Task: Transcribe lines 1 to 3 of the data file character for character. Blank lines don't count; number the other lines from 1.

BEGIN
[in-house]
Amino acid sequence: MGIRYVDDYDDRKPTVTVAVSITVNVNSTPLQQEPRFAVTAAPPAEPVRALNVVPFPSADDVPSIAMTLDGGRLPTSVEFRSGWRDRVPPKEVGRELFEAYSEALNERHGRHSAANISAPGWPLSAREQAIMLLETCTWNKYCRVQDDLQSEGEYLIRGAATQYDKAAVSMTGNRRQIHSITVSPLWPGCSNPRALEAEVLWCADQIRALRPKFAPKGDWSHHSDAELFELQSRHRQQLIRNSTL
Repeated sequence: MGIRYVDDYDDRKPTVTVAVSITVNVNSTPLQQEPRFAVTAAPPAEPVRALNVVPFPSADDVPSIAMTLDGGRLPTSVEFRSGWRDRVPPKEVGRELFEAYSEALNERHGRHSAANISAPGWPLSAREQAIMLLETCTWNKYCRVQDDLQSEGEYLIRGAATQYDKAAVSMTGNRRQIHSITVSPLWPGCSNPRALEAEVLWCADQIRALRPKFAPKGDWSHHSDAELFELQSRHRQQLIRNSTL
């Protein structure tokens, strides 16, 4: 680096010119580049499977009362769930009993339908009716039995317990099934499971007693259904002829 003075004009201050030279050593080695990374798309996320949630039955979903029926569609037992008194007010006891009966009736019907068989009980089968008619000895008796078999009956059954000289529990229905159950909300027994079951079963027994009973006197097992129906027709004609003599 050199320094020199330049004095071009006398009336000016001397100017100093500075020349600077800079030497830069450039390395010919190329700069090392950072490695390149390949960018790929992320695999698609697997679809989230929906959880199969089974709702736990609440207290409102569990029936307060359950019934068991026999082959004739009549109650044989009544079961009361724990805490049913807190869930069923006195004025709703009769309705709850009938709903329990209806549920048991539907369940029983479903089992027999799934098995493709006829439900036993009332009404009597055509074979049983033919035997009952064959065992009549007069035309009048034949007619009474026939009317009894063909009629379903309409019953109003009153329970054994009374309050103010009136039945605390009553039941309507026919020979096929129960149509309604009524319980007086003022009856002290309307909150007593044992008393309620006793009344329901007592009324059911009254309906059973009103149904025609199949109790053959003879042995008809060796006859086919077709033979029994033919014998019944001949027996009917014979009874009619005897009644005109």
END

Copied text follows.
[in-house]
Amino acid sequence: MGIRYVDDYDDRKPTVTVAVSITVNVNSTPLQQEPRFAVTAAPPAEPVRALNVVPFPSADDVPSIAMTLDGGRLPTSVEFRSGWRDRVPPKEVGRELFEAYSEALNERHGRHSAANISAPGWPLSAREQAIMLLETCTWNKYCRVQDDLQSEGEYLIRGAATQYDKAAVSMTGNRRQIHSITVSPLWPGCSNPRALEAEVLWCADQIRALRPKFAPKGDWSHHSDAELFELQSRHRQQLIRNSTL
Repeated sequence: MGIRYVDDYDDRKPTVTVAVSITVNVNSTPLQQEPRFAVTAAPPAEPVRALNVVPFPSADDVPSIAMTLDGGRLPTSVEFRSGWRDRVPPKEVGRELFEAYSEALNERHGRHSAANISAPGWPLSAREQAIMLLETCTWNKYCRVQDDLQSEGEYLIRGAATQYDKAAVSMTGNRRQIHSITVSPLWPGCSNPRALEAEVLWCADQIRALRPKFAPKGDWSHHSDAELFELQSRHRQQLIRNSTL